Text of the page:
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School Committee candidates talk literacy curriculum, equity issues at League forum

Margaret Coppe, convenor of the Lexington League of Women Voters, left moderated a forum among Tom Hopcroft, Carey Sue Barney, My Linh Truong, and Timothy Matthews, candidates for Winchester School Committee, at the Cummings Foundation Room on March 14. WINCHESTER NEWS STAFF PHOTO/WILL DOWD.

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Four candidates vying for two seats on the Winchester School Committee faced off in a spirited discussion Thursday night, fielding questions on contentious issues like the district's literacy curriculum and equity in honors-level courses.

The well-attended March 14 forum, hosted by the League of Women Voters in the Jenks Center ahead of the March 26 election, offered candidates a chance to discuss what they believe to be the best path forward for the 4,800-student school system.

Literacy instruction emerged as a flashpoint, with all candidates agreeing the current approach needs to change, but differing on how quickly to act and what the new program should look like.

“We need to get rid of the ones that are not effective right now,” said My Linh Truong, a mother of four and the chair of the town Finance Committee. “Keep the ones that are working well and work with the teachers who really do understand what’s working well.”

Timothy Matthews, a psychologist and researcher of early literacy development, called for a greater “sense of urgency” and moving “a little bit faster” to adopt an “evidence-based, cutting-edge” literacy curriculum.

“I want to make sure that Winchester’s children have access to updated, evidence-based, cutting-edge curricular supports in the classroom,” Matthews said. “I think that’s the most crucial thing that we can do.”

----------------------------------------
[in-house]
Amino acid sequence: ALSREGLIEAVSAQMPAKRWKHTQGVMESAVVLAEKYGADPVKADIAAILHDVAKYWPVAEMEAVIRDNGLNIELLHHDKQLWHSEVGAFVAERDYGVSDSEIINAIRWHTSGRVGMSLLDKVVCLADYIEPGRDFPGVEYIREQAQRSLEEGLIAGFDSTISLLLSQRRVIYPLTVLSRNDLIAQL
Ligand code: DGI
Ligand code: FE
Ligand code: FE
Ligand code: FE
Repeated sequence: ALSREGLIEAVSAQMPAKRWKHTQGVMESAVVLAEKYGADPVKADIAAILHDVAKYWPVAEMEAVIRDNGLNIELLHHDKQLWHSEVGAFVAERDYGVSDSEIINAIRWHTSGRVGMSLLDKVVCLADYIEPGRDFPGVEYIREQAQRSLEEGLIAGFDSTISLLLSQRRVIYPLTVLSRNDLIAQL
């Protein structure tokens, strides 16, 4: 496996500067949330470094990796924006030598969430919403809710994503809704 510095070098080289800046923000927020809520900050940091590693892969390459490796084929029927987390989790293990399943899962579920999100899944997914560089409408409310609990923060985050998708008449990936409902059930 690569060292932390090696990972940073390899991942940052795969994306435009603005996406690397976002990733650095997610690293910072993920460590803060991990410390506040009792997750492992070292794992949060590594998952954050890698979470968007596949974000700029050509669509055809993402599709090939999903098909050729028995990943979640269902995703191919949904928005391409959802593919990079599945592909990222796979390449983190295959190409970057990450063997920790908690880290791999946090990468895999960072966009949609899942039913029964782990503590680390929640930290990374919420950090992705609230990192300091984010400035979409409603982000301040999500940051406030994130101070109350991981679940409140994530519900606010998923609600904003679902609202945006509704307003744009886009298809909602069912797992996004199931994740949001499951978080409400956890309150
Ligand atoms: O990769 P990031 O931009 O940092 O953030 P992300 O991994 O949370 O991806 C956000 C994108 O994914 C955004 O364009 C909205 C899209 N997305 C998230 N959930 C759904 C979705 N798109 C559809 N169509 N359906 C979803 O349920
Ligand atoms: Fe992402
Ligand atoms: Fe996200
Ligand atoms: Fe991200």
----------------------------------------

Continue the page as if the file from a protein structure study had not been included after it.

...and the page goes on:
The debate comes just weeks after a Boston Globe investigation found the district was among about 100 in the state using a reading program the Department of Elementary and Secondary Education considers “low quality.” The Units of Study curriculum, which encourages students to use picture cues to solve unknown words, has faced growing criticism from literacy experts and parents.

School Committee Chair Tom Hopcroft, who is seeking re-election, said gathering more data is critical before making any curriculum changes. He supports the district’s hiring of an outside evaluator to assess current practices and identify gaps.

“You can’t get from point A to point B without knowing what those gaps are,” he said. “We need to really understand where those places are that need to be fixed.”

Carey Sue Barney, a parent volunteer and consultant, agreed an external audit would put the community on the same page.

“Until we have all the data, we can’t make an educated decision,” she said. “We don’t need to be using techniques that have been discredited.”

Another point of discussion was whether to maintain honors-level classes in high school English, which some neighboring districts have cut in an effort to improve outcomes for disadvantaged students.